Evolutionary psychology

‘Competitive Altruism’ – Why attractive women are the most successful fundraisers

By Nadira Faber

Why do humans help others even when it is costly and nothing is to be expected in return? This question has not only developed into a classic in different empirical disciplines, but is also of high interest for fundraisers like charities who would like to know how to increase donations.

A study recently publish in Current Biology gives interesting real-life evidence for why people help that might sound like a paradox at first: ‘competitive altruism’.

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Evolutionary psychology and multidisciplinary challenges

Evolutionary Psychology has recently gained some public attention in Finland, as the University of Turku has announced that it will establish the discipline as a permanent study module from the beginning of autumn 2014. University of Turku reports itself to be among the first universities in Europe to provide studies in this discipline[1].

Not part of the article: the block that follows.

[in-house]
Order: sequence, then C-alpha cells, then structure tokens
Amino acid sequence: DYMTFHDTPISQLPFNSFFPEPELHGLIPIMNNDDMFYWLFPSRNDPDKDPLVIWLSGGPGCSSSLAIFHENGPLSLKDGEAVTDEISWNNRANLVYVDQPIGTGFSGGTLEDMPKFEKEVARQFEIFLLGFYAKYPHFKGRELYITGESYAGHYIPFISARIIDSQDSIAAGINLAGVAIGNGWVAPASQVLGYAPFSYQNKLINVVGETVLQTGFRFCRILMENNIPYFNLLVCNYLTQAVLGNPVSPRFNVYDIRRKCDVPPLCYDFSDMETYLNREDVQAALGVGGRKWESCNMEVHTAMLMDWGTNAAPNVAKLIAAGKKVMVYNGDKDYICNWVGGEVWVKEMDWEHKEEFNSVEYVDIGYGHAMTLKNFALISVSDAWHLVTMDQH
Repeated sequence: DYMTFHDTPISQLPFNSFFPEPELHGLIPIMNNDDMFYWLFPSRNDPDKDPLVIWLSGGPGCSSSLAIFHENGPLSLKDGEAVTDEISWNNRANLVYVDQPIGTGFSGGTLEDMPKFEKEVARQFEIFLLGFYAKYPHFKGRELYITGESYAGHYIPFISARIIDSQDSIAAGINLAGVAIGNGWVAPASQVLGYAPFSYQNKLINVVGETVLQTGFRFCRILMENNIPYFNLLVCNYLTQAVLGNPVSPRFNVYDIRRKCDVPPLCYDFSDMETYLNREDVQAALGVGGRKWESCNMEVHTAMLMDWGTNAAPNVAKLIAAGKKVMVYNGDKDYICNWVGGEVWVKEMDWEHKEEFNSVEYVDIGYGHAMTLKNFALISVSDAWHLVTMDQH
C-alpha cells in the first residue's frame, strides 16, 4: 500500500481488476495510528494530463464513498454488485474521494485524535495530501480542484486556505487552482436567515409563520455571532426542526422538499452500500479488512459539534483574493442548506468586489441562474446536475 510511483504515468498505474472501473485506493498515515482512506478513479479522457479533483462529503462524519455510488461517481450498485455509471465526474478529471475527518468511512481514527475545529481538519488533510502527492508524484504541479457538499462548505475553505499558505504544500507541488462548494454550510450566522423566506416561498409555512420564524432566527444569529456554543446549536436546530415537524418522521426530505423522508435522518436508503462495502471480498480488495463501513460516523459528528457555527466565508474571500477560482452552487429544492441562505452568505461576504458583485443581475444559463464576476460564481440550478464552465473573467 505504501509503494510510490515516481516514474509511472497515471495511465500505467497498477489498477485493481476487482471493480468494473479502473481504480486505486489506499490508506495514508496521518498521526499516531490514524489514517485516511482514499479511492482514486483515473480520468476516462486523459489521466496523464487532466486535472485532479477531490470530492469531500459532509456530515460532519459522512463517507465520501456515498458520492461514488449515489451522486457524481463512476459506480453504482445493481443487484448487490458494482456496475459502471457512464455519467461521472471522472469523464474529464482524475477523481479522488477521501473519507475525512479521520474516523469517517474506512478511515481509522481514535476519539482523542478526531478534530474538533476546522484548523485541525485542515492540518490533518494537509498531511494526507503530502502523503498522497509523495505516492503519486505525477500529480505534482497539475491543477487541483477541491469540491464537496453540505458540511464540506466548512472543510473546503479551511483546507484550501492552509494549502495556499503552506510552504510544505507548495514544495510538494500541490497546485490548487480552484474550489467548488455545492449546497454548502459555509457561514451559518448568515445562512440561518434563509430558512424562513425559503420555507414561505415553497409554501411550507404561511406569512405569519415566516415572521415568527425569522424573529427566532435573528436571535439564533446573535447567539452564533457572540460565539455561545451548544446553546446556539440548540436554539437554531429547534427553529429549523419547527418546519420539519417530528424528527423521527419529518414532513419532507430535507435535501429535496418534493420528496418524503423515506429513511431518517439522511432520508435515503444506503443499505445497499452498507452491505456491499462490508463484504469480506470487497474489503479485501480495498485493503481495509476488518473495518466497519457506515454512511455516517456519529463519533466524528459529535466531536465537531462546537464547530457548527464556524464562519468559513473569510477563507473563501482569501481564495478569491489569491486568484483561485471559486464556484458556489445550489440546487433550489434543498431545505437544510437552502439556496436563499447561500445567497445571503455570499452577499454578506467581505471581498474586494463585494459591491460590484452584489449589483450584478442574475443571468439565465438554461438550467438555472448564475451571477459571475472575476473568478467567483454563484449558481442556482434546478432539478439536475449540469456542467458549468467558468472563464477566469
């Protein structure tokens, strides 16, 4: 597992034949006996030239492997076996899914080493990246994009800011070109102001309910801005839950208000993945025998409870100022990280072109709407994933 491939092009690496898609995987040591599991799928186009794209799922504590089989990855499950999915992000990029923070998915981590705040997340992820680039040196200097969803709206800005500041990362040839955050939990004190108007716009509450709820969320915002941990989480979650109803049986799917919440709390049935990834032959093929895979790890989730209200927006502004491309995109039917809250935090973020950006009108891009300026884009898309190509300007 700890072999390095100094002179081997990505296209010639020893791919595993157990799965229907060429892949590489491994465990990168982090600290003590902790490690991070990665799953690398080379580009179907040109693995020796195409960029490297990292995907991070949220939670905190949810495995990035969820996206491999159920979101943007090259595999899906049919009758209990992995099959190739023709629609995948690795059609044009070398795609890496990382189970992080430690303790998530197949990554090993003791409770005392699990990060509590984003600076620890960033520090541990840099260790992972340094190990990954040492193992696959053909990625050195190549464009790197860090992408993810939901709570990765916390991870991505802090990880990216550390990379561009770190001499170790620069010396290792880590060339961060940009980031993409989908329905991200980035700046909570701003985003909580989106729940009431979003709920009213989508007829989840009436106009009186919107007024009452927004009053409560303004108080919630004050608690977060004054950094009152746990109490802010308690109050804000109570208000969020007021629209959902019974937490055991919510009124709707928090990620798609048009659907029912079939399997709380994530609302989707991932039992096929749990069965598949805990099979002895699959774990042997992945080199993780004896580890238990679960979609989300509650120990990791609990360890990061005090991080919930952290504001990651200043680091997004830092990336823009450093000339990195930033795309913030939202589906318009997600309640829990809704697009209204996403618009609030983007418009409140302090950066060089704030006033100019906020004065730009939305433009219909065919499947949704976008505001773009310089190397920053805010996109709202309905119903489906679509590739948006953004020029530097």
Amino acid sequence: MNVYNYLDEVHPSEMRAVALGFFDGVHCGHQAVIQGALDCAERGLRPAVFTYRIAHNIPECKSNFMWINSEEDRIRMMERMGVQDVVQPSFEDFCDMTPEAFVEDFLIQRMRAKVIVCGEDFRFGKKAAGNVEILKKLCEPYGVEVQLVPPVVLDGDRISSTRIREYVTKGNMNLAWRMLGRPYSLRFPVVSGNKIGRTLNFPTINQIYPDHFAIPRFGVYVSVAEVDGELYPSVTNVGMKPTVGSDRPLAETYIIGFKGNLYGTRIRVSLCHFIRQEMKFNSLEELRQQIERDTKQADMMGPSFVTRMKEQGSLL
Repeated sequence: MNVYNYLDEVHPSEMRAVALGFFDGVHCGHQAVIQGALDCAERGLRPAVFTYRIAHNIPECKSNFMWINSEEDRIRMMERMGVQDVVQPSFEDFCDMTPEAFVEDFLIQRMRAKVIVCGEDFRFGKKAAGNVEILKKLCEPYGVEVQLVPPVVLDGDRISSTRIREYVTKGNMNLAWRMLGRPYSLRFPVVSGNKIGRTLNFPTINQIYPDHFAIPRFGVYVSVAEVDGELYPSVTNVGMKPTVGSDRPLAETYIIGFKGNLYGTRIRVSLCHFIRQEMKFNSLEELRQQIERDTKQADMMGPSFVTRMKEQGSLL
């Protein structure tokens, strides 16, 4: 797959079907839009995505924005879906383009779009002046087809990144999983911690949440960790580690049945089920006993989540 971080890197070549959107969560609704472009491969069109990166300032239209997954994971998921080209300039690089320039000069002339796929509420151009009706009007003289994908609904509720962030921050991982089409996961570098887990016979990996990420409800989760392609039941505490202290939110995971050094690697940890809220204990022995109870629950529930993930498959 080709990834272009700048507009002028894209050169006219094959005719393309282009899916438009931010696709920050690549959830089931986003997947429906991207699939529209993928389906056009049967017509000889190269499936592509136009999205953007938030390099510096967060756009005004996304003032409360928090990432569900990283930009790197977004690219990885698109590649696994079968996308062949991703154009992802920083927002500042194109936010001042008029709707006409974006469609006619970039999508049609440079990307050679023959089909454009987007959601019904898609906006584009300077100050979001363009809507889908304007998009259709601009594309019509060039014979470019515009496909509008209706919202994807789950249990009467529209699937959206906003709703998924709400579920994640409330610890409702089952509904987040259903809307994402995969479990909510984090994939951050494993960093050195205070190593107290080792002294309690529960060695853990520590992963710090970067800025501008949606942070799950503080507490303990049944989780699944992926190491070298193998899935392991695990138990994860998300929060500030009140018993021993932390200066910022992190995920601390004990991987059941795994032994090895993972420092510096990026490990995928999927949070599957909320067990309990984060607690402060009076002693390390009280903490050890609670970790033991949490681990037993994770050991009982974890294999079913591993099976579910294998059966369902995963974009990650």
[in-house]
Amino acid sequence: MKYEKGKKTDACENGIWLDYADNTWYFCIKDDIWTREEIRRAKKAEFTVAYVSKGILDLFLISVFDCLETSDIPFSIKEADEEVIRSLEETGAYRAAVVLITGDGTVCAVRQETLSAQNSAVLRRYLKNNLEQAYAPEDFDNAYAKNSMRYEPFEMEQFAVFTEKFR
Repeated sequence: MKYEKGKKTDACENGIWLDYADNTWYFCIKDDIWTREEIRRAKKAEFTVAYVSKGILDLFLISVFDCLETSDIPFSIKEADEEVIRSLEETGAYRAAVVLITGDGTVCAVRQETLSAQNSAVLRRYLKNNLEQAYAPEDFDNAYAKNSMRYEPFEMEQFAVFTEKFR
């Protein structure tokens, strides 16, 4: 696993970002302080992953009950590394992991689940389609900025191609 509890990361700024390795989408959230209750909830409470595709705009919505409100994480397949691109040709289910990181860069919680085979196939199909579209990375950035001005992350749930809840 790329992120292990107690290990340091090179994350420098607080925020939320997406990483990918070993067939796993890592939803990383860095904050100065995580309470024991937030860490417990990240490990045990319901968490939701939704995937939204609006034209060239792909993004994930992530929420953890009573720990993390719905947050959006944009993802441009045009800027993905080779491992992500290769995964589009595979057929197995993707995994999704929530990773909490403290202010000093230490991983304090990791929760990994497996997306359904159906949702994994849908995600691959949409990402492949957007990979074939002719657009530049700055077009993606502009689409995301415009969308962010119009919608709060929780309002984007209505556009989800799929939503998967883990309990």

Evolutionary psychology (EP) is a debated discipline, and its institutionalisation adds some weight to the debate. A thorough discussion of its “pros and cons” are beyond this entry – instead, I am interested on the manner in which this relatively young and multidisciplinary discipline is debated.

Most debaters seem to have a strong opinion about EP. It can be seen as the Grand Theory answering all the questions of humanity, or as pseudoscience without slightest scientific background. Obviously, none of the extremist positions is sensible.

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